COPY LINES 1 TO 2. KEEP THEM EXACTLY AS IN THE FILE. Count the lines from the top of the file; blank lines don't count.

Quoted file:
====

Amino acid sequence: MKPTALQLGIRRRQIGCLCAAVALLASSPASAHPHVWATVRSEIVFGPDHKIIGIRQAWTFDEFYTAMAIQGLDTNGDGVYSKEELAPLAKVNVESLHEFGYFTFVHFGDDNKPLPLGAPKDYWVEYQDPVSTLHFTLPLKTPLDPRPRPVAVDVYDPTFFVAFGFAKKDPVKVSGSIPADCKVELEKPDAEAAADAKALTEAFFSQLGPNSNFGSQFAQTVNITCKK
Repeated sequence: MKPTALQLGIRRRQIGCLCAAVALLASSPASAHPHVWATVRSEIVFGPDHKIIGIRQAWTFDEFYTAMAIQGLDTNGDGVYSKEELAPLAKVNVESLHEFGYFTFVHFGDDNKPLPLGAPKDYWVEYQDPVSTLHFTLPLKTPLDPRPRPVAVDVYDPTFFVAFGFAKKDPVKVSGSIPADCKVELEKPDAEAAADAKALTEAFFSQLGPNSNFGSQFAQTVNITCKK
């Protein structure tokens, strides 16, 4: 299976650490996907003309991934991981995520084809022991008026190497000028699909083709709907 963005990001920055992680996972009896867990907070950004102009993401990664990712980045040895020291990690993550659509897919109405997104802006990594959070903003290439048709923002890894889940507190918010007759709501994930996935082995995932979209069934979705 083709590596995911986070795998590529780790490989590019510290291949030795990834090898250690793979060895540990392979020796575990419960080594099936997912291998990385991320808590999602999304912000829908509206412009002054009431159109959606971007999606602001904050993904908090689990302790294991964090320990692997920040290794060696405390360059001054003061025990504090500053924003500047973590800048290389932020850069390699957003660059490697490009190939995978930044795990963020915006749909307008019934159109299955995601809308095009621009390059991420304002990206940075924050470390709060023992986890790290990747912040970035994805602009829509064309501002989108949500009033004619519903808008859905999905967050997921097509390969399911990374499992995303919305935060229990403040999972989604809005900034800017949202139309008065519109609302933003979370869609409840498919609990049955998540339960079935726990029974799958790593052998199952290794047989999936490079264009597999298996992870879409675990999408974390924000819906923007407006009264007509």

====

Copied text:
Amino acid sequence: MKPTALQLGIRRRQIGCLCAAVALLASSPASAHPHVWATVRSEIVFGPDHKIIGIRQAWTFDEFYTAMAIQGLDTNGDGVYSKEELAPLAKVNVESLHEFGYFTFVHFGDDNKPLPLGAPKDYWVEYQDPVSTLHFTLPLKTPLDPRPRPVAVDVYDPTFFVAFGFAKKDPVKVSGSIPADCKVELEKPDAEAAADAKALTEAFFSQLGPNSNFGSQFAQTVNITCKK
Repeated sequence: MKPTALQLGIRRRQIGCLCAAVALLASSPASAHPHVWATVRSEIVFGPDHKIIGIRQAWTFDEFYTAMAIQGLDTNGDGVYSKEELAPLAKVNVESLHEFGYFTFVHFGDDNKPLPLGAPKDYWVEYQDPVSTLHFTLPLKTPLDPRPRPVAVDVYDPTFFVAFGFAKKDPVKVSGSIPADCKVELEKPDAEAAADAKALTEAFFSQLGPNSNFGSQFAQTVNITCKK